Life seems idyllic for Marisa (Jacinda Barrett) and her son, Jack (Tom Russell), until a poor performance at a school soccer match ends with Jack in hospital and Marisa trying to find her husband, David (Richard Roxburgh), who is interstate at a conference. In fact, David is planning to leave Marisa for his current mistress (Yvonne Strahovski), with his phone off and not a care in the world.
Jack is diagnosed with leukaemia and the only possibility of a cure is if David has had a child from one of his many flings who could be a bone marrow donor. So Marisa looks back through his diaries, figures when he could have been having affairs, and goes out door knocking. Unsuspecting women face a desperate mother as Marisa searches high and low for possibilities and the full scale of David’s infidelity is revealed.
Meanwhile, Jack befriends Finn (Kodi Smit-McPhee) a young Irish boy in the next bed. He has been travelling the world with his father, Connor (James Nesbitt). Initial disdain turns to mutual respect as both Marisa and Connor find their own ways to deal with their respective sons’ illnesses.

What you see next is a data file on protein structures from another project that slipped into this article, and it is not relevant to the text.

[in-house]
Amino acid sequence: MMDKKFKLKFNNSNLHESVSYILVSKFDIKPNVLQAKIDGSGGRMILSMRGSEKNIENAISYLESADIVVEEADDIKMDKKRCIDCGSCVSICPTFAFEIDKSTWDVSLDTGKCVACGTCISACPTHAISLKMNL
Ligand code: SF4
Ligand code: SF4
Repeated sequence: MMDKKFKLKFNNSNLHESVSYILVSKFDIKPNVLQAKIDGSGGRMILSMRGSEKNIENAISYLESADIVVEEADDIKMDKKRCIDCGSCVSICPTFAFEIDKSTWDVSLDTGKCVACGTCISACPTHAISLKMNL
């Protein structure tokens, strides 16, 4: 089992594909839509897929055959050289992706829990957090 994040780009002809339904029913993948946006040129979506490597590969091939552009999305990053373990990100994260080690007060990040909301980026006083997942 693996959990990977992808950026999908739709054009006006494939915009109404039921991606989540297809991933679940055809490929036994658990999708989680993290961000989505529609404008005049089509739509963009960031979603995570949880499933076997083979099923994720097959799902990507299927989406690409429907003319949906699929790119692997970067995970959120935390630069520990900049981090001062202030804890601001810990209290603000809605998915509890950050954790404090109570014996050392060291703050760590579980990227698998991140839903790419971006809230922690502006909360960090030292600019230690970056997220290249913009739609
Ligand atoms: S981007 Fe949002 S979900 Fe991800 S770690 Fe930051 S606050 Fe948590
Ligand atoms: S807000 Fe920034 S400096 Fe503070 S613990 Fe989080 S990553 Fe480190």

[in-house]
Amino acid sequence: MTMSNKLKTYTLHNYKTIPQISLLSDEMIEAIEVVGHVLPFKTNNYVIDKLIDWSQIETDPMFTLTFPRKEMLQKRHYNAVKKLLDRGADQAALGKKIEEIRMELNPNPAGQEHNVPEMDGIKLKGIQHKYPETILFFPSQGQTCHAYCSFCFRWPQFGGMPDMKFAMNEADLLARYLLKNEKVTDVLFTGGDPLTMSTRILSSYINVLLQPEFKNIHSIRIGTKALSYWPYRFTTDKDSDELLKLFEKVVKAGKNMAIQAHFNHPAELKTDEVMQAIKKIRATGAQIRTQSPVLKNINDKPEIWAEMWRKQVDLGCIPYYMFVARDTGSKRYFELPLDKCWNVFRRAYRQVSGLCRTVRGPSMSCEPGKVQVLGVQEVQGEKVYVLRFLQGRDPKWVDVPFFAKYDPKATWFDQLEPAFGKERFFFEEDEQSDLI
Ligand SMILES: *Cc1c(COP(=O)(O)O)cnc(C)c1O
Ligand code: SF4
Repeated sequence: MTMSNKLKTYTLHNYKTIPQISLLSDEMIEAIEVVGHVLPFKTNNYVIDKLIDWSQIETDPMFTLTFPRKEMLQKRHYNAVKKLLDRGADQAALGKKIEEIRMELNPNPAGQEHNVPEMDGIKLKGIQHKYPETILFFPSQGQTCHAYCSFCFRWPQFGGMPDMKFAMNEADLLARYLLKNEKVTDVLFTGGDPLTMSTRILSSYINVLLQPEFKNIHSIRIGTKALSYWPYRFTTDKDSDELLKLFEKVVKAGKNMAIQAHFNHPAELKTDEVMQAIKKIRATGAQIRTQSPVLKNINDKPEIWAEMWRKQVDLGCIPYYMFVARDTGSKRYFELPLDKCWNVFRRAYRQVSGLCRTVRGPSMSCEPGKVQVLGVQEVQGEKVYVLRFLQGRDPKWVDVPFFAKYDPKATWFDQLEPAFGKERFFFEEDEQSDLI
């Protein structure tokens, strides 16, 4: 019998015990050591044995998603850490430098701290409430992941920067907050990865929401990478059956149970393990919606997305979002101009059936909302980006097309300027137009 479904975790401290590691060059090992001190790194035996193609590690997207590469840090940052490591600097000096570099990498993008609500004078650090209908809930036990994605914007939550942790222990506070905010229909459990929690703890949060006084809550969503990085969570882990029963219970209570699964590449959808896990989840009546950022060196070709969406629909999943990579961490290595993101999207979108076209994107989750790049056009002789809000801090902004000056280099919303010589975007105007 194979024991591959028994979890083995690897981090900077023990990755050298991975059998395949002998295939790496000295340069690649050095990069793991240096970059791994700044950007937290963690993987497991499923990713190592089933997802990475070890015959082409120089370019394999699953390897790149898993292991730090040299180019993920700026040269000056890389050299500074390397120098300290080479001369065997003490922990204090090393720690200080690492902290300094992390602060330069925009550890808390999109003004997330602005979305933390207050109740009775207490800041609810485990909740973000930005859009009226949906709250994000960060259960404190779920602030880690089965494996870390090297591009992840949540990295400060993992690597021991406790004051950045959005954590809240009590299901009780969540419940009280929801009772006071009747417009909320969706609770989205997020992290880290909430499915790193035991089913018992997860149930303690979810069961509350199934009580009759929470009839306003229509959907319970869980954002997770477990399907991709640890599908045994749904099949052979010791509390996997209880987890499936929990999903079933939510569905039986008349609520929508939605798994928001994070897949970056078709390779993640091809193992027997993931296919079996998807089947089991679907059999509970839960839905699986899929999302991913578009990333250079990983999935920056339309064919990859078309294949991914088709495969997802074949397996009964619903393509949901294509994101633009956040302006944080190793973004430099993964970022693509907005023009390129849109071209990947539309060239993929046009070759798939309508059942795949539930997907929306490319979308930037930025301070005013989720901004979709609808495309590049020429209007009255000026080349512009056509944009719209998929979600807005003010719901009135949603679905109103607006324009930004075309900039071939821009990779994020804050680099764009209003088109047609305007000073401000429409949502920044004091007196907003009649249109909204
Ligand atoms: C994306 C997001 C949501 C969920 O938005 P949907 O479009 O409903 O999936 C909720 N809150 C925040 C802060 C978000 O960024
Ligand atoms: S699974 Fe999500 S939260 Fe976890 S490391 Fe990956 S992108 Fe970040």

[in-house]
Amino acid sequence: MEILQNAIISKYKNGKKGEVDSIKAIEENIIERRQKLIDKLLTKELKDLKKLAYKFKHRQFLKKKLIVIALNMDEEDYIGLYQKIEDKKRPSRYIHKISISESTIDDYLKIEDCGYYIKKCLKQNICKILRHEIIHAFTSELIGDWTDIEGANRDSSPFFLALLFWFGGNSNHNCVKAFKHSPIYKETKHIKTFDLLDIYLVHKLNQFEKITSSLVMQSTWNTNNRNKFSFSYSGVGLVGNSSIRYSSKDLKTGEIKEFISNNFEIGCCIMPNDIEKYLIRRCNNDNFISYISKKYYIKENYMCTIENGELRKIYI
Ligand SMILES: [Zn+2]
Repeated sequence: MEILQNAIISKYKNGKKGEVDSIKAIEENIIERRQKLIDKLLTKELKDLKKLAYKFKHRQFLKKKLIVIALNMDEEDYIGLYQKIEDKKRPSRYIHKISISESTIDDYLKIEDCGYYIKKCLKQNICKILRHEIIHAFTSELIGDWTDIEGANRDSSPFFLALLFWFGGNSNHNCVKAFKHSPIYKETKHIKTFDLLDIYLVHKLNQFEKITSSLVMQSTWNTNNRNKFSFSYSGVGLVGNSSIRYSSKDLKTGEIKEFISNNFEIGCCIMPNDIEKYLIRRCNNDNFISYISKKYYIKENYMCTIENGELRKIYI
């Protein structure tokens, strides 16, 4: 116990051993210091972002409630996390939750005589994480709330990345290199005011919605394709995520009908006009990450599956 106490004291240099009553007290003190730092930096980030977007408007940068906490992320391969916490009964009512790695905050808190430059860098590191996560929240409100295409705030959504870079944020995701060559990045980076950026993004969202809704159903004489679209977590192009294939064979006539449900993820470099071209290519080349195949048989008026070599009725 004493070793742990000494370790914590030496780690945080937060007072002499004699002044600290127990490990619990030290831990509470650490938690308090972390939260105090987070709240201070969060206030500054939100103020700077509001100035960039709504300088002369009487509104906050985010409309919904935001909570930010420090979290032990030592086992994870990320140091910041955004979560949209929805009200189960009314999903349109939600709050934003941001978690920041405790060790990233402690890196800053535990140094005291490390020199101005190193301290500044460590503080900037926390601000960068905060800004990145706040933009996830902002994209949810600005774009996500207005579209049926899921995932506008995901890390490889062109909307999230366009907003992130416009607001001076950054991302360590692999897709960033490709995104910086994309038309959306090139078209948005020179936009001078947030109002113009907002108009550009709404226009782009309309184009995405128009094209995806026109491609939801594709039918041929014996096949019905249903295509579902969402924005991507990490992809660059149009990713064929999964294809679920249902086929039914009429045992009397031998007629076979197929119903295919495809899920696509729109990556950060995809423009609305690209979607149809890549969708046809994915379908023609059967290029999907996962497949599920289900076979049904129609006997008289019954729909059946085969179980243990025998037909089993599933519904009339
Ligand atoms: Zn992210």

MATCHING JACK beautifully captures the power of love and the resilience of the human spirit…with a gentle and uplifting ending, that hints at a future full of hope.
It’s rare that a great story, which has the right elements to make an effective drama, comes your way. MATCHING JACK is one of those projects.
The idea that a boy’s life is saved through his father’s infidelity is loaded to the max. Ironic, emotive, call it what you like – it’s going to take an audience on a journey through pain, love, despair, humour and hope.
Let’s look at some of the elements. The clock is ticking right through this script; a cure must be found for this child’s leukaemia; and in the next bed is a boy for which there is no cure. Here is passion and pain, despair and pathos. The boy’s father’s infidelity is exposed in the worst possible way; yet it is this infidelity that ultimately saves Jack’s life. What a paradox; what a Pandora’s box of emotions; nothing is simple here. A woman scorned, a child facing death, the search for a bone marrow donor is futile, unless the husband has had a child out of wedlock. The mother, Marisa, grabs this slim thread and, by delving into the husband’s past diaries, pinpoints women that her philandering husband may have been with. And then she goes door-knocking. Unsuspecting women are confronted with their past as Marisa tries to ascertain whether these are children that may have been fathered by her husband.
This is a film based in reality and like real life it waivers between the highs and lows that we all experience. Confronting, thought provoking, heart breaking – a great story for now, for an audience from twenty years of age onwards – uplifting and tragic, funny and moving. It’s a story for you.
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